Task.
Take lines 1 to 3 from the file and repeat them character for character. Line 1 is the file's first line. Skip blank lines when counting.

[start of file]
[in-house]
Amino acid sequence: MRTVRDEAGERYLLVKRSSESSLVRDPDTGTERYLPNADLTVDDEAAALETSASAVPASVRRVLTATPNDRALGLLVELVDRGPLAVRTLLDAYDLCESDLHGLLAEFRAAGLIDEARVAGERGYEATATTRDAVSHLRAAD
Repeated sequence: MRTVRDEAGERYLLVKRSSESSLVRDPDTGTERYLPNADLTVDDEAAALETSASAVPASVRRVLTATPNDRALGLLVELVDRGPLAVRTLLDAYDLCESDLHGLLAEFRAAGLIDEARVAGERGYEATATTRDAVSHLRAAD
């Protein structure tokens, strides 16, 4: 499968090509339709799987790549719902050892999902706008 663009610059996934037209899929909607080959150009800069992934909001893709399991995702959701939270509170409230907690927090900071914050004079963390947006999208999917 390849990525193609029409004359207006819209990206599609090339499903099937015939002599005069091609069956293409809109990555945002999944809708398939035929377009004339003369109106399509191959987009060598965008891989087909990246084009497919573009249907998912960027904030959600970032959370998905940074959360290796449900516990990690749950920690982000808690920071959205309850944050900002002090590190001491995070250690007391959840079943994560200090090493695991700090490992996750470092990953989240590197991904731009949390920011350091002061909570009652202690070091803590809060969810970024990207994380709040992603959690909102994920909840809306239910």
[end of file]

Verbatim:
[in-house]
Amino acid sequence: MRTVRDEAGERYLLVKRSSESSLVRDPDTGTERYLPNADLTVDDEAAALETSASAVPASVRRVLTATPNDRALGLLVELVDRGPLAVRTLLDAYDLCESDLHGLLAEFRAAGLIDEARVAGERGYEATATTRDAVSHLRAAD
Repeated sequence: MRTVRDEAGERYLLVKRSSESSLVRDPDTGTERYLPNADLTVDDEAAALETSASAVPASVRRVLTATPNDRALGLLVELVDRGPLAVRTLLDAYDLCESDLHGLLAEFRAAGLIDEARVAGERGYEATATTRDAVSHLRAAD